Sunday, 20 May 2018

Whitsun In Whaddon

So there I was on a bright sunny May morning trundling my bicycle along a quiet lane expecting to find some Morris dancers. I felt very like Cecil Sharp as he cycled around the Cotswolds collecting this almost vanished tradition back in the early years of the twentieth century.

And here they were, the Devil's Dyke Morris Men, doing their dances for just a handful of spectators, of which I was happy to be one. After several dances they assembled to sing a song....

Now Whitsuntide is come you very well do know;
Come, serve the Lord we must before we do go;
Come, serve him truly with all your mind and heart,
And then from heaven your soul shall never depart.

Now we may bring you the royal branch of oak;
God bless Elizabeth, our Queen, and all the royal folk;
God bless Elizabeth and all this world beside,
Then the Lord he will send us all a merry Whitsuntide.

The "royal branch of oak" once played an even more important part in this custom, which is unique to the village of Whaddon. Before the practice died out towards the end of Victoria's reign the young men would go around the village leaving oak boughs on the doorstep of each house to remind them of Whitsun the following day. (Whitsun or Whit Sunday is the British name for Pentecost, the seventh Sunday after Easter). Then on Whit Monday they would walk through the village singing the song, the first and last verses of which are printed above.

We walked along the lane then towards the village and met the ladies of Manor Mill Clog Morris who'd been entertaining folks here.

Then along the lane came the jangling bells of the White Rose Morris Men.
"Have you come far?"
"Aye, Yorkshire!"
And indeed they had for they hail from Huddersfield and come down to help with the celebrations.

Then, after another rendition of the Whaddon Whitsun Song, our ever-growing company strolled to the road junction for more dances. It's not recorded that dancing played any part in proceedings originally but it's not unreasonable to suppose that it once did.

Next stop was the Village Hall where there was more dancing from all three sides.

Then it was time to make our way across the field to the church where there was to be a short service.

I'd long wanted to have a peek inside the church (which is usually locked) since my cousin told me that our great-great-great-great-grandparents, William and Susannah, were married there back in 1770*, so, although not really dressed for the occasion, I thought I'd join them for the service. The closing hymn was, appropriately, Lord Of The Dance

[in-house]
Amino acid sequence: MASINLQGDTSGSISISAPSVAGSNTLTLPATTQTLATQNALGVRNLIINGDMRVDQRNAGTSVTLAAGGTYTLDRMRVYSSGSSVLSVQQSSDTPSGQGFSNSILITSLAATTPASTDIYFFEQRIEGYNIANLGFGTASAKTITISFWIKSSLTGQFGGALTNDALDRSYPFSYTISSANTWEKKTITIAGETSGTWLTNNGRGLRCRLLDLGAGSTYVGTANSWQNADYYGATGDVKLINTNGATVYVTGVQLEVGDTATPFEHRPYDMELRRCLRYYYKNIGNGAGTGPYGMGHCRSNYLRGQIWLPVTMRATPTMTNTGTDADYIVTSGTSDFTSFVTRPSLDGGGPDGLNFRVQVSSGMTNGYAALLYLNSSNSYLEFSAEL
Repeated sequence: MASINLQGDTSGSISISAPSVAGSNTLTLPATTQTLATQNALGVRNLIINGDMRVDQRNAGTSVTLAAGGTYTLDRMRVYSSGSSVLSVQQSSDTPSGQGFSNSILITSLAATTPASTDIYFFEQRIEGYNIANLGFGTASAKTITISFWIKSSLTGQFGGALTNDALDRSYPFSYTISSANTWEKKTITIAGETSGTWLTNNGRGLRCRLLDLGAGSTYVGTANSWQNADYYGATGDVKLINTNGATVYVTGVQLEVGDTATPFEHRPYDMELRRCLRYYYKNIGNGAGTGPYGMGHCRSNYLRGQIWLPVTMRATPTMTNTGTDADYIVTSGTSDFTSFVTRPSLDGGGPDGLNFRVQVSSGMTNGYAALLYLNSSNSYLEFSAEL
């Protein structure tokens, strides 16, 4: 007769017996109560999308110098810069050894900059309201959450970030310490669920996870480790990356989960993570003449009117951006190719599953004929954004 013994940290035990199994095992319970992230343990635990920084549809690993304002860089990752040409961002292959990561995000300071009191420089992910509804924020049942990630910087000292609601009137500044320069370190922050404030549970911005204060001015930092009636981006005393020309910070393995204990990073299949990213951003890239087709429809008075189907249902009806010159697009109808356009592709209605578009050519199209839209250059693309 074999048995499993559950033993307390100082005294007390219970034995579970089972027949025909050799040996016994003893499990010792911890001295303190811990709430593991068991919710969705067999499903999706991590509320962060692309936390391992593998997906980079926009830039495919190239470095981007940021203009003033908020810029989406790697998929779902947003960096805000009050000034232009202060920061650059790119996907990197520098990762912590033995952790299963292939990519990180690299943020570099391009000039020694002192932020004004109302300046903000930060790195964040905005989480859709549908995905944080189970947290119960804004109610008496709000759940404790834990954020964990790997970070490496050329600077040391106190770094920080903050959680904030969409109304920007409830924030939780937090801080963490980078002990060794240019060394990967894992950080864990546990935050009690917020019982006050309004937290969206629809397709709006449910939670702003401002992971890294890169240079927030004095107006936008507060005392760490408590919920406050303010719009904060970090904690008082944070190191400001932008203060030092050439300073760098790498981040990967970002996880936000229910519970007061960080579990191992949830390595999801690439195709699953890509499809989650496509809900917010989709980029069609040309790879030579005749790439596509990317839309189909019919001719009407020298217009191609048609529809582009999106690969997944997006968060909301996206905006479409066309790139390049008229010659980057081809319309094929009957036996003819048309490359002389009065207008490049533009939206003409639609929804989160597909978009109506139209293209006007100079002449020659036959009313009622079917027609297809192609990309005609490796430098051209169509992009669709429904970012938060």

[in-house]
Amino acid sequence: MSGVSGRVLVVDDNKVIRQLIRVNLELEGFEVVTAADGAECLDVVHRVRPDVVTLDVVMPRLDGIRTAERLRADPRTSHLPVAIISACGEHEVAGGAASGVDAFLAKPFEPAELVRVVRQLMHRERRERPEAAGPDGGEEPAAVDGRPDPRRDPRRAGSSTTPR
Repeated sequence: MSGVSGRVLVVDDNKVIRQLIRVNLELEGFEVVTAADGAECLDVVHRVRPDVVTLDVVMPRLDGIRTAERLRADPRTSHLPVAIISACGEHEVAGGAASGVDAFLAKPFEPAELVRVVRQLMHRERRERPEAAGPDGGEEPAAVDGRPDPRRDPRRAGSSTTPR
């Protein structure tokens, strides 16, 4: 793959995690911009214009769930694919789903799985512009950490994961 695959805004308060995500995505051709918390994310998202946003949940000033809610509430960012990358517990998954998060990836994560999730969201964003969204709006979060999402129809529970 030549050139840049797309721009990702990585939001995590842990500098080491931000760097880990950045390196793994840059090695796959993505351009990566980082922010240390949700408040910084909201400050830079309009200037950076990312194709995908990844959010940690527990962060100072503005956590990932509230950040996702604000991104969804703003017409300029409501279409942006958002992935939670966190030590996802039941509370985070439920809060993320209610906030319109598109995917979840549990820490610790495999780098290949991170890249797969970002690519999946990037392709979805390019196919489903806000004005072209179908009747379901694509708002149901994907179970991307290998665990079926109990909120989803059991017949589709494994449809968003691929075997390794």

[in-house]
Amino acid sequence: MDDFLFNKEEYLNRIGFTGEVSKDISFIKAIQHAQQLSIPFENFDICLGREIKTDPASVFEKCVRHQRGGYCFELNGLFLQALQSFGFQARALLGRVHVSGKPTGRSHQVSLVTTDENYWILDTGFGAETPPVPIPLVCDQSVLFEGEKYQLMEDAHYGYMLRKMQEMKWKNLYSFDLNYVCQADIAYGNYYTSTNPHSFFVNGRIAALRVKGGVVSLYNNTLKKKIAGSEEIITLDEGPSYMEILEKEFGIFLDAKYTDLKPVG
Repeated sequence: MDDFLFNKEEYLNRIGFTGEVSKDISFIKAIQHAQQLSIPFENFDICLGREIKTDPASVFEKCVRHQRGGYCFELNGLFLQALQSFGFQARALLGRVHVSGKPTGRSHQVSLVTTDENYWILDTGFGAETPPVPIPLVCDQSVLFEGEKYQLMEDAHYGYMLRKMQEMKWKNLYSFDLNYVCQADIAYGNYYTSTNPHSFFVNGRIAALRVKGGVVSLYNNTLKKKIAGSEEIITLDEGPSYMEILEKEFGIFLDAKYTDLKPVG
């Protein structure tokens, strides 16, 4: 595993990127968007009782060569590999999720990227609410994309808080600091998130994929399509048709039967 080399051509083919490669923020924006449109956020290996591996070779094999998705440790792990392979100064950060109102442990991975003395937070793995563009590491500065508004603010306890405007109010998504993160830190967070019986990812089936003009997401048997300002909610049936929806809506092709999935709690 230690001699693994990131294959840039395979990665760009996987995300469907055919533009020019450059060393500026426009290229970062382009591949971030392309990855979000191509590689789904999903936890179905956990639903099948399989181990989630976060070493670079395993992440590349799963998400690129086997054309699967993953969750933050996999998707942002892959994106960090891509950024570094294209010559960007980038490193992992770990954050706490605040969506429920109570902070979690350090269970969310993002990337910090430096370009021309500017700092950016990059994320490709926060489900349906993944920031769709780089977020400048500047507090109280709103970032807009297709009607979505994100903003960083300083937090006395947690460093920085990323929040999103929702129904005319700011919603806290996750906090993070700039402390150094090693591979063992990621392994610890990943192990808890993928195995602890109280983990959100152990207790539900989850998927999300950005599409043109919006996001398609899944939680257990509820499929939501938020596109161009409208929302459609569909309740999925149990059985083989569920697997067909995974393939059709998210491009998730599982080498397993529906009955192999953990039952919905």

*Senior moment I'm afraid. Although I was correct about William and Susannah getting married in 1770 I'm afraid I got the wrong church! William's father, John, may have been the John Hagger who was baptised at Whaddon in 1707 though.

Then, rather unexpectedly, there was Morris dancing in the church. Lots of other people were taking photos, so I thought I would too.

You can find out more here: - on the village website - a slightly different version of the village song, sung in typically uncompromising fashion by the Young Tradition. - Devil's Dyke Morris Men - White Rose Morris Men

Take care.


  1. Goodness me it was all happening John, what fun to see! Excellent opportunity for you to see inside the church where your 4 times great grandparents were married too, amazing to think of them right there all those years ago! Did everyone end up at the pub after all that dancing ☺

  2. I love this post and to see traditional dancing is still going on, and to see some young'uns dancing too, hope for the future of these traditions. Decades ago my husband and I were in Padstow on May 1 and the dancing and hobby horse were very festive.

  3. A wonderful tradition and they are all clearly enjoying it!

  4. Nice to see and you got a chance to see the inside of the church. How wonderful and special that must have been to see where your 4 time great grandparents got married.

  5. Love those Morris dances. And am glad you knew the background of the oak branches as well. And they were dancing even in church! Heavens!

  6. You always find something interesting John. Wonderful photos as always!

  7. You do find the most beautiful places to explore and the most interesting gatherings of village people. So much enthusiasm, joy, and exuberance. I love that you spent time in a church where your great-great-great-great grandparents were married. I don't even know where I'd have to go to have that experience. Although, I think it might be in Kiev. Wonderful photos!

  8. Who knew there was so much fun to be had?? :-)

  9. So that's the church! How nice to see it. And connections--my brother Tom is a morris dancer here, perhaps continuing an old family tradition?

  10. Lucky you to run into those dancers!

  11. Hi John - brilliant to know the history - but what fun to be able to get inside the church where your great-x-4-grandparents were married ... and lovely photos - cheers Hilary

  12. Walking where our ancestors walked--no better feeling than that. Thanks for sharing the pictures with us across the pond.


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